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Publisher's Voice: A salute to Steel-High for including public in search

Posted 6/18/13

A salute to the Steelton-Highspire School Board for taking it to the people last week.

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Publisher's Voice: A salute to Steel-High for including public in search


joe3The school district is in the home stretch in its quest to name a new superintendent for soon-to-be-retiring Dr. Audrey Utley. The board narrowed the field of candidates to two finalists and believed it was its duty to permit taxpayers a chance to meet them.

While the number of citizens who took advantage of the opportunity was less than expected, it is admirable that citizens were afforded such respect by their elected officials.

Steelton-Highspire has more than its share of problems, including crushing financial realities. But you have to admire the district’s decision to involve the citizenry in the monumental task of selecting a new superintendent.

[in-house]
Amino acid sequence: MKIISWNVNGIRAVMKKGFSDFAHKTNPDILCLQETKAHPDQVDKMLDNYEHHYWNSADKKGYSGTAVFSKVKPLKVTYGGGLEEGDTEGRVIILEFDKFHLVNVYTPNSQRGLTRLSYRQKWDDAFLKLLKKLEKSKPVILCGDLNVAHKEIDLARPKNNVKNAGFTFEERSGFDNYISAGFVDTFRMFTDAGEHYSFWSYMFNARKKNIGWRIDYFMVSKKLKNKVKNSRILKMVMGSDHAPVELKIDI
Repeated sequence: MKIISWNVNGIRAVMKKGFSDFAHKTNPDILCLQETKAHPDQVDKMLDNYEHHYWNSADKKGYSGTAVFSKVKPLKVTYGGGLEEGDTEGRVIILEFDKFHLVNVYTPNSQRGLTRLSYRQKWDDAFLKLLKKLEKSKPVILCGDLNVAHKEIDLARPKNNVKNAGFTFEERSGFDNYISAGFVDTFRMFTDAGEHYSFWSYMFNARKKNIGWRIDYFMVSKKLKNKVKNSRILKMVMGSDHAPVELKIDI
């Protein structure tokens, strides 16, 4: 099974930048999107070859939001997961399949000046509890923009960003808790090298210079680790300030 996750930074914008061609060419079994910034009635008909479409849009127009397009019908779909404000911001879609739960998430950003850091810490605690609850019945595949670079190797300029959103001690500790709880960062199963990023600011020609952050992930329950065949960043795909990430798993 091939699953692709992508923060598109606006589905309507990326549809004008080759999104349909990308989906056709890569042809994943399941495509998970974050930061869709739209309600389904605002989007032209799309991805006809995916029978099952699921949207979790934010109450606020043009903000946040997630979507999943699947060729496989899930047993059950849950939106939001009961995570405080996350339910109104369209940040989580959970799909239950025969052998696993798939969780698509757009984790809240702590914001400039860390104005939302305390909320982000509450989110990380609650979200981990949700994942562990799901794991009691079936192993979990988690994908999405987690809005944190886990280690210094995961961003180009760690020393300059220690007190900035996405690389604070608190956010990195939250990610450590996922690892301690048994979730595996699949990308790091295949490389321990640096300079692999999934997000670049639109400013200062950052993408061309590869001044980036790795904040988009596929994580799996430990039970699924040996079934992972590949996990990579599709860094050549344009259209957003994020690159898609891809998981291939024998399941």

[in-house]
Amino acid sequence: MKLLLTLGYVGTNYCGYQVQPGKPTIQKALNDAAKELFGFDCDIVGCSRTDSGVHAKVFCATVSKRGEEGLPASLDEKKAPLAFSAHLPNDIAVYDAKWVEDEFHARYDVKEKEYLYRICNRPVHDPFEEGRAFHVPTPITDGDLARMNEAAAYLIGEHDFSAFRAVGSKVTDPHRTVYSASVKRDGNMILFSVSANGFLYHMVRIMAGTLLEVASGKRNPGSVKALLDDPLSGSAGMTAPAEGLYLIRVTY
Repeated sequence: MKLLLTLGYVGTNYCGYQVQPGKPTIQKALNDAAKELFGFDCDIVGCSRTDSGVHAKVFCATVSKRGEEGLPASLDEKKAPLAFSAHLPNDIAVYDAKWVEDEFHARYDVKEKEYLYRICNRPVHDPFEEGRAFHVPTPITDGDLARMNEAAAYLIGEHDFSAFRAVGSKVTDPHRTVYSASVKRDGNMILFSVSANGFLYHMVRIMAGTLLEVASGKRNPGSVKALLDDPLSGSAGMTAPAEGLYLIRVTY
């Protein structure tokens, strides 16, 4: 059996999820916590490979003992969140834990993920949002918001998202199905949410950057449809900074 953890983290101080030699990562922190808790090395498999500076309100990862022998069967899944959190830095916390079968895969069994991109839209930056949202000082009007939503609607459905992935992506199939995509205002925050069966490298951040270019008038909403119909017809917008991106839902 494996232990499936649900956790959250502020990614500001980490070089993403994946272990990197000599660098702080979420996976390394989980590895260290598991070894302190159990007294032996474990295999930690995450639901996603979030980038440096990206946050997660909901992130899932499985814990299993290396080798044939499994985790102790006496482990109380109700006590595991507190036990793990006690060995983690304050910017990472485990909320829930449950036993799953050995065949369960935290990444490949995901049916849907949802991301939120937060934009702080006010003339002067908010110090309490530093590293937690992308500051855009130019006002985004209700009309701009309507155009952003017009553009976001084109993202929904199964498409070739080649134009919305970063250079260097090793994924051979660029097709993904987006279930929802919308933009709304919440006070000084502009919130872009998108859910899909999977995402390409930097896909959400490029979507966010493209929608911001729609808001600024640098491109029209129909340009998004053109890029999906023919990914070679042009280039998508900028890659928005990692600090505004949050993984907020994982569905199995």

A superintendent is a school district’s CEO, and much more. She or he is THE public head of a school district, perhaps the most recognizable school official – and the one who citizens usually turn to when they want to make comments, complaints and suggestions.

If only such meetings would have been held for Middletown Borough’s top office holders. Middletown Borough Council stayed behind closed doors to appoint its borough manager, police chief, finance director and borough secretary/communications director. These are major managerial positions that involve interaction with the citizenry on a regular basis. Why not allow the public to meet the top candidates?

I respectfully suggest that Middletown’s elected officials not miss that opportunity again.


What’s your typical weekend activity? Cutting the grass? Tending the garden? Golfing? Cleaning the house?

I stumbled upon someone’s weekend away and, to say the least, it was humbling.

A couple of weeks ago, local dentist Dr. Sam Selcher spent the weekend in Philadelphia administering to the dental needs of the less fortunate. He was part of a team that dispensed dental care – from teeth cleaning to root canals – to almost 2,000 underprivileged people. All the work was done by volunteers, including our own local dentist.

Thanks, Sam. Your sense of community is humbling.